“Saranac Lake’s inland location, away from the moderating effects of the Atlantic Ocean, also contributes to its coldness. Two other features make Saranac Lake stand out from any number of northern inland mountainous locations. The first is meteorological. The town lies in a high-elevation valley. Thus cold air, which is more dense, flows down the surrounding mountain slopes and accumulates over Saranac Lake. The second is serendipitous. There happens to be an airport weather station that reports daily temperatures at Saranac Lake. Relatively few airports are located in this type of topography.”



Ravens, beaver and whitetails

On Saturday, as the rising sun sent long shadows dancing across still morning landscape, I set off for a quick ski. The air was bracing and the woods were eerily silent, except for a steady, “awk, awk” of ravens calling in the distance.

I figured the birds were onto something, a carcass possibly, so I headed off down the railroad tracks in their direction to investigate the cause of the commotion.

The birds were stationed in a large white pine, located on the bank of Ray Brook, and something obviously had them agitated. As I approached the scene of the crime, the birds took flight and settled across the way in another tall pine.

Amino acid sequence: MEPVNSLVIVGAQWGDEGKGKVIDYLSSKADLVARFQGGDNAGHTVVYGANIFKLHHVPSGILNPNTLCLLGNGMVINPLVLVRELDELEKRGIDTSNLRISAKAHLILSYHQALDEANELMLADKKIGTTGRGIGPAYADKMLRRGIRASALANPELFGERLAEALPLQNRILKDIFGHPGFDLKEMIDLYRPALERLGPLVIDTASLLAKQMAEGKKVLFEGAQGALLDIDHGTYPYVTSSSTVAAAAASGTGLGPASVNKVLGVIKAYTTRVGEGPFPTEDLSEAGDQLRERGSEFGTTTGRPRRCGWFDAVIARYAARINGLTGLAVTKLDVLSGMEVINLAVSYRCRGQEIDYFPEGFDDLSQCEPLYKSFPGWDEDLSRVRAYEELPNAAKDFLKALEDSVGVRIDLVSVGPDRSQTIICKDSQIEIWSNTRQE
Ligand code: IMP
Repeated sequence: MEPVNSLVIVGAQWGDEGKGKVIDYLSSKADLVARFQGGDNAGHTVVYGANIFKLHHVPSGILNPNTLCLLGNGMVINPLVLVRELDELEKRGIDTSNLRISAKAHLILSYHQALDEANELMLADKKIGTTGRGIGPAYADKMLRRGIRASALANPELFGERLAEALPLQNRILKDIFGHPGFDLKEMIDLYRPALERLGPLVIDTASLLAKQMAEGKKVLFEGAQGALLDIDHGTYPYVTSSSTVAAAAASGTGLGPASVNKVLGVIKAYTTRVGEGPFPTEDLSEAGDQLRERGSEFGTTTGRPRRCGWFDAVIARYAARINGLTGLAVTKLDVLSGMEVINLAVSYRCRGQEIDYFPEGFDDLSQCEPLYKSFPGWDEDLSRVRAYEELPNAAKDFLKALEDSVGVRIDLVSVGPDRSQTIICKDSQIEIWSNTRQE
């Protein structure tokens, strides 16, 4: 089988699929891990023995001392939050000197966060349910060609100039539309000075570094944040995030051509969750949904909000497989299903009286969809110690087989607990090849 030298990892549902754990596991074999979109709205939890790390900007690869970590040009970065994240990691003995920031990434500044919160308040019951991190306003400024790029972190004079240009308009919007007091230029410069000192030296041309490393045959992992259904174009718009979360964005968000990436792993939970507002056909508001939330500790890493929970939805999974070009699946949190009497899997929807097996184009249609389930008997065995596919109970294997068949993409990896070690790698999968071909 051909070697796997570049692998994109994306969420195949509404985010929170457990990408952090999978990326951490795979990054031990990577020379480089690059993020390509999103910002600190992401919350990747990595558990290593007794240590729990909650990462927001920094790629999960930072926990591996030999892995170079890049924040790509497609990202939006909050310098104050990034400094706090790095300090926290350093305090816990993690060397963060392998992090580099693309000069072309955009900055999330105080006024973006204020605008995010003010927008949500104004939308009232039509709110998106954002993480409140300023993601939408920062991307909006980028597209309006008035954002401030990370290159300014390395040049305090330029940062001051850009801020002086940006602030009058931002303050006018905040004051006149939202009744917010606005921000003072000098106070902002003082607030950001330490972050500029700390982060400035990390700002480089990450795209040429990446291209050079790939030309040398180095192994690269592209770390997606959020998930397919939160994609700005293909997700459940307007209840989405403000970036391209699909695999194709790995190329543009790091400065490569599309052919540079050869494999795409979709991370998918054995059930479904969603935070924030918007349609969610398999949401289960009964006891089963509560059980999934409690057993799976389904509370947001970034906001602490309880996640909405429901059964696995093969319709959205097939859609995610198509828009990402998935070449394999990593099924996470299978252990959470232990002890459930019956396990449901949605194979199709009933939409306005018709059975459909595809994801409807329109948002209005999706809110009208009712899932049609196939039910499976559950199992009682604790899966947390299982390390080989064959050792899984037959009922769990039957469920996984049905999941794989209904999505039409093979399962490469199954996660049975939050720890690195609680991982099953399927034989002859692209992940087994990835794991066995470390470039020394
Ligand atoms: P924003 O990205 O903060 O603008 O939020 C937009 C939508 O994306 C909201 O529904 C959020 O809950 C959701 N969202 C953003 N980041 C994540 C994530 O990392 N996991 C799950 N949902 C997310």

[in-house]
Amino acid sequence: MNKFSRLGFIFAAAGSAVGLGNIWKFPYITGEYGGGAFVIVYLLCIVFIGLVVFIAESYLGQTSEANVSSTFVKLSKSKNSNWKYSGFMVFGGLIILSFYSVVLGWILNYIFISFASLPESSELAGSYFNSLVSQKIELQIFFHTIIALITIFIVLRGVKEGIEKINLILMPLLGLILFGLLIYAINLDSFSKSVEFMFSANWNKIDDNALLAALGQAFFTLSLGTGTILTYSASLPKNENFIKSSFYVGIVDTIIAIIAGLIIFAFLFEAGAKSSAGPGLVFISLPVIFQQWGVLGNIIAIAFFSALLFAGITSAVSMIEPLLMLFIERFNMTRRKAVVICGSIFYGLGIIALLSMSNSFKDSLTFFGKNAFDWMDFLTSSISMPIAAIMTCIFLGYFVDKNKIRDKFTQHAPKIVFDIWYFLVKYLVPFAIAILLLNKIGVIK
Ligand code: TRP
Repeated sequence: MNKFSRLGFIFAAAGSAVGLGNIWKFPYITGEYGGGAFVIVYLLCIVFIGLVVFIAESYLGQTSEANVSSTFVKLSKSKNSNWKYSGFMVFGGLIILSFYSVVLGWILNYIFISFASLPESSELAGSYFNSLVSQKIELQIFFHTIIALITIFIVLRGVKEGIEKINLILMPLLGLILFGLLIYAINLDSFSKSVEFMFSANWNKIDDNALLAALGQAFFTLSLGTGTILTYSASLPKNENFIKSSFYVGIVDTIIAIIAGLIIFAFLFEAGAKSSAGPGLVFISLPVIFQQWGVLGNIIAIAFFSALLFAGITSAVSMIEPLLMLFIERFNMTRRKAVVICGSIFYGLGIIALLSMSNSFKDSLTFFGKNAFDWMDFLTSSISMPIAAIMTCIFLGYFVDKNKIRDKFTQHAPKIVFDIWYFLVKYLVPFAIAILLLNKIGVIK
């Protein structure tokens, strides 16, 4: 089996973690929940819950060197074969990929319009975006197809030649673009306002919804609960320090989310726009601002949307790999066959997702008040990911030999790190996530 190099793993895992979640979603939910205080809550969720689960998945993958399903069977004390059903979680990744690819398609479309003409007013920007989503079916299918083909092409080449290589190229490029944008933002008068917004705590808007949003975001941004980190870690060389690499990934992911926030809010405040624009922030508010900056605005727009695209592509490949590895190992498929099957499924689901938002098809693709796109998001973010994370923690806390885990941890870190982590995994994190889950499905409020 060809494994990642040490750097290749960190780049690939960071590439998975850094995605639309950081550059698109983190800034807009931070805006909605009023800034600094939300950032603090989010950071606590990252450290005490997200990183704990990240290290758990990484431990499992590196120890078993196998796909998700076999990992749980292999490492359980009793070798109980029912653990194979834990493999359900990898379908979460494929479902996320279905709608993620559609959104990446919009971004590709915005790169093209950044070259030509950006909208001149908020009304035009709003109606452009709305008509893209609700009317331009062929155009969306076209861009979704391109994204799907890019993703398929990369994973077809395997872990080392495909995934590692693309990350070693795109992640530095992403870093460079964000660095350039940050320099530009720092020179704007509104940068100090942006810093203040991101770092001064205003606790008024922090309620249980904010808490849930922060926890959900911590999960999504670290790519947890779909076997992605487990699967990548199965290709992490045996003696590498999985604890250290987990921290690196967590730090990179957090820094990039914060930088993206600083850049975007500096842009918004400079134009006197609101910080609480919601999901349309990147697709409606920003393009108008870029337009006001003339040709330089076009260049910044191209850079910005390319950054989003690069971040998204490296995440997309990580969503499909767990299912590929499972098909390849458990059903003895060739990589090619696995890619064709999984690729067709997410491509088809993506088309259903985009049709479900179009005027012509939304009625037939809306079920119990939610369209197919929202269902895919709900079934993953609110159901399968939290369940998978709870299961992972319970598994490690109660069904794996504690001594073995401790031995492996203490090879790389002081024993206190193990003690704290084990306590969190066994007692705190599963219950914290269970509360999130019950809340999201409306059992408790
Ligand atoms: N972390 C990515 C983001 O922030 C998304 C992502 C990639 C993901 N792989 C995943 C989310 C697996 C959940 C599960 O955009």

From the opposite side of the brook, they again began their scolding catcalls. My curiosity piqued, so I set off through the tangle of tag alders to discover why the birds were so wound up.

After pushing and plodding, fumbling and falling through the deep snow and a nearly impenetrable alder thicket, I finally arrived at the bank of the stream. Soon, I discovered the cause of their consternation. 

It was a beaver, and judging by the tracks, the animal had been attempting to drag a rather large sapling through a very small hole in the ice.

Signs indicated that the beaver had tried to get the tree into the hole from every conceivable angle; but it was a classic case of a putting a long, square peg in a small, round hole.

Evidently, the poor beaver was unsuccessful in its effort and had simply retired to the quiet and comfortable atmosphere of a nearby lodge in an effort to escape the jesting ravens. 

The ravens, satisfied that their performance had appropriately chastised the poor critter, took off in search of something else to scold.

I stood still in the cold for a while, hoping to get a glimpse of the animal before setting off to ski the Scarface Mountain trail. It never appeared before I disappeared.